10 Oct Disused factory transformed into Crye Precision Headquarters in Brooklyn
American studio MN DPC aimed to not “f*ck up” an old ship-building factory in Brooklyn, New York, while converting it into the vast and mixed-use Crye Precision Headquarters.
The 10,000-square-metre facility comprises a range of offices and manufacturing workshops, consolidating all of American brand Crye Precision’s departments in one place. It is located in the waterfront Brooklyn Navy Yard, where a number of historic warehouses and ship-building facilities have been adaptively reused.
MN DPC’s design aimed to prioritise the preservation of the old factory’s huge steel structure, which was built in 1902, and ensure that any new elements were subordinate to it.
The project has since been shortlisted for rebirth project of the year at ArchitectureAwards 2020.
“In awe of the might and vastness of the original structure, we set out with a simple dictum in mind: don’t f*ck it up,” explained the studio.
“More than reverence, new architectural elements build upon the logic of the existing, echoing the materiality, detailing, rhythm and spirit of the original. Great efforts were made to blur the line between old and new.”
The headquarters were commissioned by Crye Precision to accommodate the growth of the company, which specialises in combat apparel and protection for military and medical professionals.
The old ship-building factory was chosen as the site for its generous scale, which measures 153 metres in length and reaches 26 metres in height in the former engine-building hall.
This is achieved with its large-span steel structure – the focal point throughout the building.
Among the Crye Precision Headquarters’ facilities are administration, conference and meeting spaces, alongside workshops for design, testing, fabrication, and manufacturing.
Their layout is configured to maximise natural light and facilitate the flow of goods, but it also responds to the practicalities of heating and cooling the vast shell of the old factory.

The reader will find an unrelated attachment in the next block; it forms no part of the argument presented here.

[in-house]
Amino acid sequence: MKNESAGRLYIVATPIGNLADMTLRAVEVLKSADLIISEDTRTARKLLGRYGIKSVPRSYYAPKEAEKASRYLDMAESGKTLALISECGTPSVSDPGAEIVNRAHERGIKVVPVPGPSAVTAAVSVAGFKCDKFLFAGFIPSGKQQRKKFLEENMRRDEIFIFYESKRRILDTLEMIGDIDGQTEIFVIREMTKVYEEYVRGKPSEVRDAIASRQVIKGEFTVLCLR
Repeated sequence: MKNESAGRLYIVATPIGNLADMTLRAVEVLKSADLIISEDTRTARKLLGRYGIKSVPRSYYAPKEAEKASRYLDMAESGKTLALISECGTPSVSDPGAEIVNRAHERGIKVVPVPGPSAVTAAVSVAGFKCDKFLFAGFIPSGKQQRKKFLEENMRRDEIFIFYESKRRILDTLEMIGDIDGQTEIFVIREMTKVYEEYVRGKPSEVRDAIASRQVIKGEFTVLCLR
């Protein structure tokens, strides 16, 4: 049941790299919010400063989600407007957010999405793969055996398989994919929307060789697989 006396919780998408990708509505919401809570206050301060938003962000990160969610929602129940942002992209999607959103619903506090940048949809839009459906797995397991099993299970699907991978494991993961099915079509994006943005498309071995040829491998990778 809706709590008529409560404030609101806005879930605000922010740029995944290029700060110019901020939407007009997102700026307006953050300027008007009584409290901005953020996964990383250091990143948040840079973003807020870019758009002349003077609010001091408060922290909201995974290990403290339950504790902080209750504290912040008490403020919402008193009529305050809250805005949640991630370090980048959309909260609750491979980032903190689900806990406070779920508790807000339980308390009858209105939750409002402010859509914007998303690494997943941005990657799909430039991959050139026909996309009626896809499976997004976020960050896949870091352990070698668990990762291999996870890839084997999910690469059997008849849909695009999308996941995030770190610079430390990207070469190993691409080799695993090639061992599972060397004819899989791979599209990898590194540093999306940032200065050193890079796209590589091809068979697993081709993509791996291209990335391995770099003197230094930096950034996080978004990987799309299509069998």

The largest space, the former engine building hall, could only be partially conditioned and so it has been converted into the headquarters’ storage and temporary workspaces.
All of the design, production, testing, manufacturing, and offices spaces, which require efficient temperature and climate control, are housed in the smaller volumes that flank it.
“Addressing the air tempering issue head-on, the radically simple decision was made to partially condition the largest volume of space – the high bay where ships were once built – and to fully condition smaller volumes of space which flanked it,” said the studio.
“The partially conditioned volume was neither warm enough in the winter, nor cool enough in the summer to be considered conventionally habitable,” it explained.
“It was precisely this ambiguous climatic designation which unlocked a clear organisation of the program, and resulted in the eventual layout.”
This final layout required MN DPC to incorporate additional enclosed spaces within the building’s shell to accommodate some of the offices.
These are “designed and detailed to recede from and highlight the original structure of the building”, and crafted from matching steel and concrete.
Crye Precision Headquarters is complete with a landscape of plants and trees at the entrance, which was incorporated to visually emphasise the scale of the building.
Described by the studio as a “primordial forest”, is accessible from the outside through a 10-by-10-metre bifold door and forms the heart of the headquarters – acting as the main gathering area.
It is also visible throughout the building, with prime viewpoints being from a guest conference room that overhangs it and an adjacent canteen area.
Elsewhere, HofmanDujardin and Schipper Bosch also recently transformed an old factory in Arnhem into office spaces by inserted a lightweight steel frame.
Other architecture projects shortlisted for rebirth project of the year in the ArchitectureAwards include MAD’s overhaul of a vacant courtyard house in an ancient hutong and a capsule hotel and bookstore built inside an old rammed-earth structure surrounded by mountains.
Photography is by Aaron Thompson and Christopher Payne.
Structural engineer: Simpson Gumpertz and Heger
Landscape architecture: Verdant Design
MEP engineer: ADS Engineers
Geotechnical engineer: Morris-Flood Associates,LLC
Historic preservation: Higgins Quasebarth & Partners
Construction manager: Vorea
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